I’ve been looking a lot at the Job Voyager, a nifty interactive chart of the U.S. labor force from 1850 through 2000. On it, you can see the number of farmers and farm workers decreasing fairly steadily and the number of clerical workers rising. You can see the percentage of women in workforce increasing, with an impressive leap between 1950 and 1960. A fascinating fact: until 1950, one could claim “inmate” as an occupation on one’s census form. Likewise “retired.” Some professions, like blacksmith, have basically disappeared, while others, like electrician, have emerged. Aside from a spike in 1990, the percent of public officials has been fairly constant.
Today is National Punctuation Day. Today, a day for celebrating the marks that make our writing readable, is a good day for grammar nerds. Because we are, in fact, grammar nerds, we bring you our two favorite punctuation marks.
I love the semicolon.
It is a beautiful grammatical device, neatly linking two parts of one thought. Though a high school English teacher once accused me of using more semicolons in a single paper than he had used in his entire life, I am not a semicolon addict; I have never once given in to the urge to use a semicolon twice in a single sentence. This forbearance has not always come easily; it would be so easy to give in to the semicolon’s flow, its gentle leadership from one clause to another. The semicolon is a good dancer, leading its partner through the steps of an at times complicated dance. It is an energetic schoolchild, at the front of the line for follow the leader. It is a scout, not selling Thin Mints but looking ahead to warn us that the path does not end as soon as we think; rather, the path continues on.
Our offices are located in the Emmett building, which was built in 1912. The façade is gorgeous and the building has a history of being a former home to publishers like Dorling Kindersley (DK), Orchard Books, Kingfisher, Franklin Watts, and Millbrook. So for what was once a big publishing building, LEE & LOW remains the last publisher to reside at 95 Madison Avenue. The building has many quirks, but the main gripe all the tenants share are the elevators—they are old. Right now only one of the three is operational—barely. We all have gotten used to the habit of bringing our cell phone with us while riding the elevator in case we have to call for help.
Woot! GRACIAS • THANKS by Pat Mora is our second book this fall to get a starred review from Kirkus (a review journal certainly not known for dishing them out freely). Since it’s running later than our other fall titles, this is the first review we’ve gotten in, so we were all pretty excited this morning to read this:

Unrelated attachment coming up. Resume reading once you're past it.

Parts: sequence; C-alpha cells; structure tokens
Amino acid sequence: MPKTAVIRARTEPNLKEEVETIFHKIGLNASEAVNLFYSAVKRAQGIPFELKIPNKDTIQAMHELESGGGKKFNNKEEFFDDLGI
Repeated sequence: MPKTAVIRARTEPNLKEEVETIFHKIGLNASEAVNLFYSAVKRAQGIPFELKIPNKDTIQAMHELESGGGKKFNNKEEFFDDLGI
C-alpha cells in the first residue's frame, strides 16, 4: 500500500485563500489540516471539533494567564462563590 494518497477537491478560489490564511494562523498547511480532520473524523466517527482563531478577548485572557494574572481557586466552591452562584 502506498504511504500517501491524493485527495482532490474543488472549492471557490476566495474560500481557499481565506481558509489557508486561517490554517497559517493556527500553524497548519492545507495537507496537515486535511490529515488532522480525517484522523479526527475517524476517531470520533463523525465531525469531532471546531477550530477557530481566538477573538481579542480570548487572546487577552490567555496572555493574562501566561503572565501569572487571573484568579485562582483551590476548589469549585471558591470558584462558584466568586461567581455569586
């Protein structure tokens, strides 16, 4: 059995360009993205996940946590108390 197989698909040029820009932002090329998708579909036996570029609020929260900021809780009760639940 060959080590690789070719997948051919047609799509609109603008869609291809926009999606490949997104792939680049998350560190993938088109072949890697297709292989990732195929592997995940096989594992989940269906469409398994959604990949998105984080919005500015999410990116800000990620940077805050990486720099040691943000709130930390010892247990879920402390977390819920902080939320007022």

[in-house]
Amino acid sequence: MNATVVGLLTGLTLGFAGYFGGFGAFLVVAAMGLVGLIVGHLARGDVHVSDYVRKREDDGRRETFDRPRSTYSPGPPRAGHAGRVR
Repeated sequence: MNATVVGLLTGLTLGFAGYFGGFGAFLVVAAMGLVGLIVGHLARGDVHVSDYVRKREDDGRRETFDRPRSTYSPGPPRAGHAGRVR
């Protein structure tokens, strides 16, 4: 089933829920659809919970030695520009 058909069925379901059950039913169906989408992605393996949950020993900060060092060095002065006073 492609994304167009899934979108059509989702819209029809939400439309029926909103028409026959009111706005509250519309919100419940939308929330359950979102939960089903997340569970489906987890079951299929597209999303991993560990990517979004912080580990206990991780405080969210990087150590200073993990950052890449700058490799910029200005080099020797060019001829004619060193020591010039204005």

Earlier this week we posted our lunch poll because, well, at LEE & LOW we like food a lot. It plays a central part in many of our books, and here’s why. Think about the phrase, “You are what you eat.” That goes beyond guiltily scarfing down a bar of chocolate. What we choose to eat on a regular basis says a lot about the culture(s) we belong to. Vegetables or meat? Spicy or bland? What you like to eat is more than just biology; it’s the way you were raised, how your grandmother’s kitchen smelled, the kind of supermarket your parents shopped in.
We’ll talk later in the week about food, culture, and books, but for now, let’s get straight to the poll:
It’s been an odd summer, weather-wise: roasting in April, cool in June and July, and just a few blazing weeks in August before the current chill September. So yesterday I mused, are we going to get an Indian summer?
And then I stopped thinking about the weather itself and started thinking about the term “Indian summer.” I had no idea where the term came from. The surface meaning—an unusually warm period between the leaves changing and the first snow—is harmless, but I had a sneaking suspicion that the origin of the term was racist.
Wikipedia gives three theories of the term’s etymology:
I was reading an article about women’s roles in the United States military and was surprised to learn that regulations still prohibit women from serving in combat. The wars in Iraq and Afghanistan have blurred the lines of warfare to such a degree that women have found themselves, despite the rules that forbid it, fighting alongside men for the first time. The women have proven themselves to be tenacious soldiers and they have earned many medals of valor.